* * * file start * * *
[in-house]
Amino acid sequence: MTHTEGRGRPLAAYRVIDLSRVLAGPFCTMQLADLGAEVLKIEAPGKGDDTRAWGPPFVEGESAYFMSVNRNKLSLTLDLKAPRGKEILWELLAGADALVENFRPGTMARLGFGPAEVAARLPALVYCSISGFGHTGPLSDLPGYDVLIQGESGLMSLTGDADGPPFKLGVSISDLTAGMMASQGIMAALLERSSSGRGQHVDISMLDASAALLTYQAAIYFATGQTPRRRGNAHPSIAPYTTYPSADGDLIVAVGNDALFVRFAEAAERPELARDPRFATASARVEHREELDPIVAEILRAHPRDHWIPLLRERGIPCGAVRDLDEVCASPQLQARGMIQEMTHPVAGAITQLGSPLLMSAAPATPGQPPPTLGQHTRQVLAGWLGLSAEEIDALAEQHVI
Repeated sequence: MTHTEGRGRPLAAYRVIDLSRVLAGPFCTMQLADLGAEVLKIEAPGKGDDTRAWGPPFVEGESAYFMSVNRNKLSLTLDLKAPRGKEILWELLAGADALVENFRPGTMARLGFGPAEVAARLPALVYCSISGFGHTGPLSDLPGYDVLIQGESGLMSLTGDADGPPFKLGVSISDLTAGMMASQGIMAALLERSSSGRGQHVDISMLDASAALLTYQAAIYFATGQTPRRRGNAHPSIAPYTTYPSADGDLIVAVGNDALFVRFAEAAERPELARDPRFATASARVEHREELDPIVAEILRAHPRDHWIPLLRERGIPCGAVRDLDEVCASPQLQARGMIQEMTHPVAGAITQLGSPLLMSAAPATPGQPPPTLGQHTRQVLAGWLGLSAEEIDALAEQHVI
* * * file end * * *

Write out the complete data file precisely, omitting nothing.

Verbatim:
[in-house]
Amino acid sequence: MTHTEGRGRPLAAYRVIDLSRVLAGPFCTMQLADLGAEVLKIEAPGKGDDTRAWGPPFVEGESAYFMSVNRNKLSLTLDLKAPRGKEILWELLAGADALVENFRPGTMARLGFGPAEVAARLPALVYCSISGFGHTGPLSDLPGYDVLIQGESGLMSLTGDADGPPFKLGVSISDLTAGMMASQGIMAALLERSSSGRGQHVDISMLDASAALLTYQAAIYFATGQTPRRRGNAHPSIAPYTTYPSADGDLIVAVGNDALFVRFAEAAERPELARDPRFATASARVEHREELDPIVAEILRAHPRDHWIPLLRERGIPCGAVRDLDEVCASPQLQARGMIQEMTHPVAGAITQLGSPLLMSAAPATPGQPPPTLGQHTRQVLAGWLGLSAEEIDALAEQHVI
Repeated sequence: MTHTEGRGRPLAAYRVIDLSRVLAGPFCTMQLADLGAEVLKIEAPGKGDDTRAWGPPFVEGESAYFMSVNRNKLSLTLDLKAPRGKEILWELLAGADALVENFRPGTMARLGFGPAEVAARLPALVYCSISGFGHTGPLSDLPGYDVLIQGESGLMSLTGDADGPPFKLGVSISDLTAGMMASQGIMAALLERSSSGRGQHVDISMLDASAALLTYQAAIYFATGQTPRRRGNAHPSIAPYTTYPSADGDLIVAVGNDALFVRFAEAAERPELARDPRFATASARVEHREELDPIVAEILRAHPRDHWIPLLRERGIPCGAVRDLDEVCASPQLQARGMIQEMTHPVAGAITQLGSPLLMSAAPATPGQPPPTLGQHTRQVLAGWLGLSAEEIDALAEQHVI